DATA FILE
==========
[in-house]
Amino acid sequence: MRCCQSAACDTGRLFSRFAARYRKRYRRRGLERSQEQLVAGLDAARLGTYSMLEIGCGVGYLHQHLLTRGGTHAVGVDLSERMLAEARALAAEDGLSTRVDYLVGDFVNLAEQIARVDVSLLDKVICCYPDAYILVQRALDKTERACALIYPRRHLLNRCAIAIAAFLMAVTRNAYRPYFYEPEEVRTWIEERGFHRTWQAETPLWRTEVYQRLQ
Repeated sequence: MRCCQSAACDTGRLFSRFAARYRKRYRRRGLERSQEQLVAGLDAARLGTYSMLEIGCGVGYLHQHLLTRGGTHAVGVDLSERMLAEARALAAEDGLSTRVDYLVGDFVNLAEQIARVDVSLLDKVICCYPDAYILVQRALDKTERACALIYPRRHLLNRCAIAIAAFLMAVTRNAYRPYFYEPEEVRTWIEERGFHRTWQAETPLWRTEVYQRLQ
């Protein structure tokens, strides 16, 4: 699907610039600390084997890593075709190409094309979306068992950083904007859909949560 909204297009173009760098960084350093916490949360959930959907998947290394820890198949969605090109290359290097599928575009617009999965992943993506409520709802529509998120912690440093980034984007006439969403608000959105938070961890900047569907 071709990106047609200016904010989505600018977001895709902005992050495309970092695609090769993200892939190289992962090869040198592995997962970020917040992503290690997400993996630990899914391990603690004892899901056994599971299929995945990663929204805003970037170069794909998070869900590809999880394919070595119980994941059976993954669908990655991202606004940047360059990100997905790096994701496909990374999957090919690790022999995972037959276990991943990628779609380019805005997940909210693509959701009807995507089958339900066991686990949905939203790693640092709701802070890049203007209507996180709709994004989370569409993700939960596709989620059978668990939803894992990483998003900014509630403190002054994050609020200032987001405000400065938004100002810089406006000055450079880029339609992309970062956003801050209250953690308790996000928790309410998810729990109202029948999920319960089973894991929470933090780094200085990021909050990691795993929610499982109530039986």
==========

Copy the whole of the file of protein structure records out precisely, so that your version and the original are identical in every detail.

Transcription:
[in-house]
Amino acid sequence: MRCCQSAACDTGRLFSRFAARYRKRYRRRGLERSQEQLVAGLDAARLGTYSMLEIGCGVGYLHQHLLTRGGTHAVGVDLSERMLAEARALAAEDGLSTRVDYLVGDFVNLAEQIARVDVSLLDKVICCYPDAYILVQRALDKTERACALIYPRRHLLNRCAIAIAAFLMAVTRNAYRPYFYEPEEVRTWIEERGFHRTWQAETPLWRTEVYQRLQ
Repeated sequence: MRCCQSAACDTGRLFSRFAARYRKRYRRRGLERSQEQLVAGLDAARLGTYSMLEIGCGVGYLHQHLLTRGGTHAVGVDLSERMLAEARALAAEDGLSTRVDYLVGDFVNLAEQIARVDVSLLDKVICCYPDAYILVQRALDKTERACALIYPRRHLLNRCAIAIAAFLMAVTRNAYRPYFYEPEEVRTWIEERGFHRTWQAETPLWRTEVYQRLQ
């Protein structure tokens, strides 16, 4: 699907610039600390084997890593075709190409094309979306068992950083904007859909949560 909204297009173009760098960084350093916490949360959930959907998947290394820890198949969605090109290359290097599928575009617009999965992943993506409520709802529509998120912690440093980034984007006439969403608000959105938070961890900047569907 071709990106047609200016904010989505600018977001895709902005992050495309970092695609090769993200892939190289992962090869040198592995997962970020917040992503290690997400993996630990899914391990603690004892899901056994599971299929995945990663929204805003970037170069794909998070869900590809999880394919070595119980994941059976993954669908990655991202606004940047360059990100997905790096994701496909990374999957090919690790022999995972037959276990991943990628779609380019805005997940909210693509959701009807995507089958339900066991686990949905939203790693640092709701802070890049203007209507996180709709994004989370569409993700939960596709989620059978668990939803894992990483998003900014509630403190002054994050609020200032987001405000400065938004100002810089406006000055450079880029339609992309970062956003801050209250953690308790996000928790309410998810729990109202029948999920319960089973894991929470933090780094200085990021909050990691795993929610499982109530039986």